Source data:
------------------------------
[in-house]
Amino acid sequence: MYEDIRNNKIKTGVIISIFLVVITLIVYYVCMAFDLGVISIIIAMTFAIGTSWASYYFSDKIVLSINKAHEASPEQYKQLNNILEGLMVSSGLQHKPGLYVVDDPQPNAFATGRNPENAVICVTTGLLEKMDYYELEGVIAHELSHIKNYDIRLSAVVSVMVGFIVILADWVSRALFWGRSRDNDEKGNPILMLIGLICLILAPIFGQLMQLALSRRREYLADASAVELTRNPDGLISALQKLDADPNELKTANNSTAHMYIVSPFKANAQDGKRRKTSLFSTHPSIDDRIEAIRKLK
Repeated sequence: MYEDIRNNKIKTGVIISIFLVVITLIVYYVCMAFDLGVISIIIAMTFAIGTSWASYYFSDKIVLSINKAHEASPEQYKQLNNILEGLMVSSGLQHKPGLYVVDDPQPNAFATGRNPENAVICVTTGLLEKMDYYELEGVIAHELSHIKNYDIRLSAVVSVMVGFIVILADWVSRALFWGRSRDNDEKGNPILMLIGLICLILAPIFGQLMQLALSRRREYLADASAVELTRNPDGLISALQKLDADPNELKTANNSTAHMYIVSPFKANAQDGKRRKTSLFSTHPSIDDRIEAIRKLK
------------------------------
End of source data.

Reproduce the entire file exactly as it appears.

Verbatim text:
[in-house]
Amino acid sequence: MYEDIRNNKIKTGVIISIFLVVITLIVYYVCMAFDLGVISIIIAMTFAIGTSWASYYFSDKIVLSINKAHEASPEQYKQLNNILEGLMVSSGLQHKPGLYVVDDPQPNAFATGRNPENAVICVTTGLLEKMDYYELEGVIAHELSHIKNYDIRLSAVVSVMVGFIVILADWVSRALFWGRSRDNDEKGNPILMLIGLICLILAPIFGQLMQLALSRRREYLADASAVELTRNPDGLISALQKLDADPNELKTANNSTAHMYIVSPFKANAQDGKRRKTSLFSTHPSIDDRIEAIRKLK
Repeated sequence: MYEDIRNNKIKTGVIISIFLVVITLIVYYVCMAFDLGVISIIIAMTFAIGTSWASYYFSDKIVLSINKAHEASPEQYKQLNNILEGLMVSSGLQHKPGLYVVDDPQPNAFATGRNPENAVICVTTGLLEKMDYYELEGVIAHELSHIKNYDIRLSAVVSVMVGFIVILADWVSRALFWGRSRDNDEKGNPILMLIGLICLILAPIFGQLMQLALSRRREYLADASAVELTRNPDGLISALQKLDADPNELKTANNSTAHMYIVSPFKANAQDGKRRKTSLFSTHPSIDDRIEAIRKLK